Apple: We'll pay $38B in taxes and add 20,000 jobs in the U.S.

Tim Cook: Corporations should have values
Tim Cook: Corporations should have values

Apple just made a bunch of big promises to the American economy.

The company said Wednesday that it will pay $38 billion in taxes on cash it has been keeping overseas. It also pledged to create 20,000 jobs and invest $30 billion in U.S. facilities over the next five years.

The $38 billion tax payment from bringing home overseas profits "would likely be the largest of its kind ever made," Apple said in a press release.

New U.S. tax rules mean companies like Apple can no longer avoid paying taxes on past international profits by holding the cash outside the United States. They must pay tax whether they bring the money back to the country or not.

Related: U.S. companies will pay billions in tax on offshore cash piles

American companies with global operations are now expected to pay hundreds of billions of dollars on the overseas profits they've amassed in recent decades.

Apple also informed employees worldwide on Wednesday that they would receive a $2,500 stock bonus in response to the new U.S. tax code, according to a source familiar with the matter. Bloomberg, which reported the news earlier, said the bonus would be available to employees below a certain senior level.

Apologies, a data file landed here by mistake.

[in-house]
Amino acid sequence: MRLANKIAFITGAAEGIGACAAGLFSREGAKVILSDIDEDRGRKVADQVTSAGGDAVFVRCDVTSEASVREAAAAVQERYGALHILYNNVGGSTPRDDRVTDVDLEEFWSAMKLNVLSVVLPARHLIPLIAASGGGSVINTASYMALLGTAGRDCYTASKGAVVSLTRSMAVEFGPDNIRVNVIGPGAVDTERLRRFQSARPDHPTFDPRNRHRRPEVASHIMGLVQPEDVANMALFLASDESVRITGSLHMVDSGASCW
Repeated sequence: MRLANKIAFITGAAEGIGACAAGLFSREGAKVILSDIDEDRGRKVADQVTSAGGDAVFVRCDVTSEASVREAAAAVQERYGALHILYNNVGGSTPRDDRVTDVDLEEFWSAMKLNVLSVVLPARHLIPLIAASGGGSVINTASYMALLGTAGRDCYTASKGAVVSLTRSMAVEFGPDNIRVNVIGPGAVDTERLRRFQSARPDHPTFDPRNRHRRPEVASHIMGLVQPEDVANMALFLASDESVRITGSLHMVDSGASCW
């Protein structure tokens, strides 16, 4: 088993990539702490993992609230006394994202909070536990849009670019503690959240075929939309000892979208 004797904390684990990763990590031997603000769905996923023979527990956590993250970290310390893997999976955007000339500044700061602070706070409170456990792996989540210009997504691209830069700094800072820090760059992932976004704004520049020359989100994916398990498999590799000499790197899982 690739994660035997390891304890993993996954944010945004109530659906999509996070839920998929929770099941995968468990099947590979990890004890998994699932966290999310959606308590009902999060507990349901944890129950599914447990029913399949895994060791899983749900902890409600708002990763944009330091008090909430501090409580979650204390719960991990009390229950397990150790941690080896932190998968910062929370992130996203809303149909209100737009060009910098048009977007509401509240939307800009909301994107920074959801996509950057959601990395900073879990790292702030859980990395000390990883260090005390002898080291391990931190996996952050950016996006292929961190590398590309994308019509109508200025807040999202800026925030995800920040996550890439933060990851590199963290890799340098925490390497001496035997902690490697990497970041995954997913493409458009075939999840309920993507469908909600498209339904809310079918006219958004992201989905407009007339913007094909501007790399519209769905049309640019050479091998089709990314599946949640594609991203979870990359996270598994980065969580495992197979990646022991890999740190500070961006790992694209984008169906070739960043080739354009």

Apple employs about 123,000 full-time workers around the world. About 84,000 of those employees are based in the United States.

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The $30 billion investment in the company's facilities across the United States will include a new campus in a yet-to-be-disclosed location.

The campus will "initially house technical support for customers," according to the press release. Apple declined to give further details about the planned campus, saying more information will be disclosed later this year.

Campuses generally refer to a sprawling facility where Apple employees -- working on everything from engineering to customer service -- report for duty. The company currently has two such locations: one in Silicon Valley and another in Austin, Texas.

At least $10 billion of the new investment will go toward building new data centers -- massive computer warehouses that store information to support services like Apple's Siri, iMessage and Apple Music, the company said.

Related: Global backlash spreads over Apple slowing down iPhones

Apple already has data centers in seven states. In August, the company announced plans to open a data center in Des Moines, Iowa, that would cost $1.3 billion and create 550 construction and operations jobs.

CEO Tim Cook also tweeted images Wednesday of a groundbreaking ceremony for a data center in Reno, Nevada.

Apple claims these new investments combined with its "current pace of spending with domestic suppliers and manufacturers" will add about $350 billion to the U.S. economy over the next five years.

-- Alanna Petroff contributed to this report.

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